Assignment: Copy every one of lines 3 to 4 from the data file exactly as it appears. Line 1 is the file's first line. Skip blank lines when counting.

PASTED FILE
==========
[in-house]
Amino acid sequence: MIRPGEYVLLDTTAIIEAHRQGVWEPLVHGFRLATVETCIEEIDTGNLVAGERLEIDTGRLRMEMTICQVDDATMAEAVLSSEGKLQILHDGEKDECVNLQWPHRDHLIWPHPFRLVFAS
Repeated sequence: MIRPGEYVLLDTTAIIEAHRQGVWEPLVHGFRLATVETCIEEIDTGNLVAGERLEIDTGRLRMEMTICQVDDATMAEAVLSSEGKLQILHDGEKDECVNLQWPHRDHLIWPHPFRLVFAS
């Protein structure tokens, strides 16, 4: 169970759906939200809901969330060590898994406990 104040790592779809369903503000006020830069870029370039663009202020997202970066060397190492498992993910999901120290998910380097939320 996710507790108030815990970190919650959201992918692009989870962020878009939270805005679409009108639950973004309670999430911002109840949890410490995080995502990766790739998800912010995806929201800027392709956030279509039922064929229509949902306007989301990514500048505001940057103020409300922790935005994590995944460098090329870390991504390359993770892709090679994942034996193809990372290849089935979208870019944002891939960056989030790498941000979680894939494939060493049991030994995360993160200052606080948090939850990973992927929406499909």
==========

Repeated sequence: MIRPGEYVLLDTTAIIEAHRQGVWEPLVHGFRLATVETCIEEIDTGNLVAGERLEIDTGRLRMEMTICQVDDATMAEAVLSSEGKLQILHDGEKDECVNLQWPHRDHLIWPHPFRLVFAS
């Protein structure tokens, strides 16, 4: 169970759906939200809901969330060590898994406990 104040790592779809369903503000006020830069870029370039663009202020997202970066060397190492498992993910999901120290998910380097939320 996710507790108030815990970190919650959201992918692009989870962020878009939270805005679409009108639950973004309670999430911002109840949890410490995080995502990766790739998800912010995806929201800027392709956030279509039922064929229509949902306007989301990514500048505001940057103020409300922790935005994590995944460098090329870390991504390359993770892709090679994942034996193809990372290849089935979208870019944002891939960056989030790498941000979680894939494939060493049991030994995360993160200052606080948090939850990973992927929406499909």